This campaign is designed to fight for justice and equality for the acts of the future. Hopefully you have been surprised at how little your favourite artist earns from you listening to their music on streaming platforms. You’d probably be shocked to find out that many musicians that you follow are likely living very close to the breadline. Many artists you picture living lavish lifestyles are actually struggling to pay their rent this month.
This situation has only been intensified by the coronavirus pandemic.
Reliance on Live Music
Many artists these days rely heavily on the live side of the music industry. Playing gigs, tours and festivals is how most acts will now earn the majority of their money. This is a complete 180 switch from yesteryear. Before the digital revolution of the record industry, artists toured to raise awareness of their new albums. Nowadays artists release albums to raise awareness of their tours!
Then 2020 hit and removed that income stream, leaving many artists to survive solely on income from physical and digital sales. But whilst the vinyl renaissance may help a little, the fact is CD sales continue to fall off a cliff edge and many artists are left to survive on streaming alone. Therein lies the huge problem facing the music industry right now – how, when and perhaps if it will recover.
Even if we ignore the unfairness in the discussion around streaming revenue, what we have right now are artists and crew that can’t afford to live, to pay rent or perhaps buy food. Again I don’t envisage Elton John looking down the back of the sofa for spare change, we are talking about the emerging talent of the future, the acts of years gone by who have seen dwindling success and importantly those considering starting their careers. These are the individuals having to change course, take jobs in other sectors to pay the rent and support their families. These are the individuals that may never return to the music industry!
Even when the pandemic finally goes away and life can resume, we have the looming shadow of Brexit. Whilst that is another blog topic altogether, bands are going to struggle to afford to tour beyond the UK due to new restrictions and costs.
So, for the music industry we love and rely on to emerge from this pandemic intact we need to take action.
What needs to be done?
In reality there isn’t a lot the average music fan can do. We need action from the industry and likely that will need intervention from Government. Fans can of course support their favourite artists, buying music, merchandise and tickets. Fans can also sign relevant petitions and highlight the issue by supporting the #BrokenRecord campaign.
The changes being requested by artists aren’t necessarily ground breaking. What they are asking for in basic terms is just equal pay for equal work. To be treated with respect, decency and fairness; for their efforts and their art to be valued reasonably.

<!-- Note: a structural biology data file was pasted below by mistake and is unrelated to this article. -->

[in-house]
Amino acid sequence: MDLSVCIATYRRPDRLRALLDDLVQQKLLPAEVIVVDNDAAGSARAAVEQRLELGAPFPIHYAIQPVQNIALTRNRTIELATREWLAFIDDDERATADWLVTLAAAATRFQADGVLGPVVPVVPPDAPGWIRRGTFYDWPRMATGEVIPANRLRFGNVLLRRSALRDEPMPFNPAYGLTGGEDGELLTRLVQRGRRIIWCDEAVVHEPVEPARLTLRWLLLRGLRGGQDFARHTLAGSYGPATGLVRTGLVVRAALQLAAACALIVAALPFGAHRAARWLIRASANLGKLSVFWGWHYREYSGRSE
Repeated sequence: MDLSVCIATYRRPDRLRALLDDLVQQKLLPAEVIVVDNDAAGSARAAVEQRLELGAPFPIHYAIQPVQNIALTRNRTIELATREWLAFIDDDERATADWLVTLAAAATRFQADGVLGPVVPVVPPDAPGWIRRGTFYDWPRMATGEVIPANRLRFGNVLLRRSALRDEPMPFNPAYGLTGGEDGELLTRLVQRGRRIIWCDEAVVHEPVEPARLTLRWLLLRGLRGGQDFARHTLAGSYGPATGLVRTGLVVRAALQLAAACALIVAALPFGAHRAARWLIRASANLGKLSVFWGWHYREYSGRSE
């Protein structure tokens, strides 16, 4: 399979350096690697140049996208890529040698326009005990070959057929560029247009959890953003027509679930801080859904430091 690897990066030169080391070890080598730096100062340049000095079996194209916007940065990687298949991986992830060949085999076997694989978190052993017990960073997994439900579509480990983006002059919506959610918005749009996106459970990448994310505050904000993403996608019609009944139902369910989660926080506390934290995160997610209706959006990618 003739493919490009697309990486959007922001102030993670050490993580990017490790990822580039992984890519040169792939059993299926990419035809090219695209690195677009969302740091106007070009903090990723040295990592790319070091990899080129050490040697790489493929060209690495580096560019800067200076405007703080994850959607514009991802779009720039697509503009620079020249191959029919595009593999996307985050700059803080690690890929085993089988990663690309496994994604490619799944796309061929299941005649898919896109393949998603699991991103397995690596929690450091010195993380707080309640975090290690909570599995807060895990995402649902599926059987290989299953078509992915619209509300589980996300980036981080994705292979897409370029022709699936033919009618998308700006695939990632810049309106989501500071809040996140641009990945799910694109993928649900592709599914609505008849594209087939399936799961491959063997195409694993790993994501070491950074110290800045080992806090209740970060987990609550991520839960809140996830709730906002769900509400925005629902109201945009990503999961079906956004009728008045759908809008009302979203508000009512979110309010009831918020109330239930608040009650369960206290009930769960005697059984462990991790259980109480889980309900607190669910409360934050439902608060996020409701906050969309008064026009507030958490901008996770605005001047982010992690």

That shouldn’t be hard for fans to accept. Imagine a shop worker only being given 20% of their days wage, with their manager, supervisor and company all taking the rest. Imagine they are then further deducted the costs of their uniform and the equipment they use. That wouldn’t be fair would it?
As already mentioned, a high level thorough review and restructure of artist’s payments from streaming is required. Options that may provide possible solutions include the likes of Equitable Remuneration (ER for short!) and User-Centric Models.
Part of this discussion will form around the question of how streaming of music should be classified. Is the music purchased, rented, or is it equitable to radio airplay? Artists currently are paid via ER for radio airplay and this method is split 50/50 and therefore can be fairly summarised as equal pay for equal work.
One of the most common ways to consume music from the likes of Spotify is to use Playlists such as our own ‘Hot List’. Spotify even label these as radio such as their Artist Radio functions. So would it be reasonable to class streams in the same category as radio airplay?
As we come to a close, I want you to once again go back to our earlier analogy. Having binged that new album whilst working from home, how would you like your money to be distributed. If this month that artist was the only artist you listened to, and you pay for your Spotify, who do you think your subscription money should go to?
At present it would be added to the overall pot and divided between all artists on the platform. Would you think it would be fairer if all your subscription money was divided just between the artists that you personally listened to this month, in our case just that one band? This would be the case if streaming platforms moved to a User-Centric Model.
There are many questions here and I won’t pretend to have all the answers. What is clear is that something needs to change and that change has never been more necessary. With the combined wreckage of the pandemic and Brexit upon us, artists can’t rely solely on the Live side of the music industry. The Record Industry must act now.
The light has been shone on this issue and all stakeholders must step up and take action to fix our #BrokenRecord Industry!
Be sure to help spread the word and raise awareness of the #BrokenRecord campaign. You can share this article by clicking the icons below!
Full Pelt Music looks back on 2020 for our Year in Review
What a year to pick to review. It’s been a year like no other and not for good reasons.